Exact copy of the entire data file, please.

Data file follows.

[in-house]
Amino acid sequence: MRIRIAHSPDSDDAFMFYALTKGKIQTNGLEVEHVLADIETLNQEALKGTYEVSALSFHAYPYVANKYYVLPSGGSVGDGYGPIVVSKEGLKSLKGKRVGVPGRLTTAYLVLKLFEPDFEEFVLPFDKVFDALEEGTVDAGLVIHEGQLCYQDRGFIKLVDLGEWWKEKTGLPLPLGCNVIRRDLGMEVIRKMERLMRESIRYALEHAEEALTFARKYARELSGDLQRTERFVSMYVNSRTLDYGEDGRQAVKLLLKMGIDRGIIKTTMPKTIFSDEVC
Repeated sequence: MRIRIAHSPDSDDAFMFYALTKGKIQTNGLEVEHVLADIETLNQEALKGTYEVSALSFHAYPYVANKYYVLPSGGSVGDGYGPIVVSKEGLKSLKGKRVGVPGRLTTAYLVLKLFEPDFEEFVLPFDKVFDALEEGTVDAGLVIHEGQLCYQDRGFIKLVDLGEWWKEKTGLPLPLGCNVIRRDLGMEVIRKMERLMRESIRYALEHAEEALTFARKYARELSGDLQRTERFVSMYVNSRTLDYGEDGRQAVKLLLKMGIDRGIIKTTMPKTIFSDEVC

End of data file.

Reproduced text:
[in-house]
Amino acid sequence: MRIRIAHSPDSDDAFMFYALTKGKIQTNGLEVEHVLADIETLNQEALKGTYEVSALSFHAYPYVANKYYVLPSGGSVGDGYGPIVVSKEGLKSLKGKRVGVPGRLTTAYLVLKLFEPDFEEFVLPFDKVFDALEEGTVDAGLVIHEGQLCYQDRGFIKLVDLGEWWKEKTGLPLPLGCNVIRRDLGMEVIRKMERLMRESIRYALEHAEEALTFARKYARELSGDLQRTERFVSMYVNSRTLDYGEDGRQAVKLLLKMGIDRGIIKTTMPKTIFSDEVC
Repeated sequence: MRIRIAHSPDSDDAFMFYALTKGKIQTNGLEVEHVLADIETLNQEALKGTYEVSALSFHAYPYVANKYYVLPSGGSVGDGYGPIVVSKEGLKSLKGKRVGVPGRLTTAYLVLKLFEPDFEEFVLPFDKVFDALEEGTVDAGLVIHEGQLCYQDRGFIKLVDLGEWWKEKTGLPLPLGCNVIRRDLGMEVIRKMERLMRESIRYALEHAEEALTFARKYARELSGDLQRTERFVSMYVNSRTLDYGEDGRQAVKLLLKMGIDRGIIKTTMPKTIFSDEVC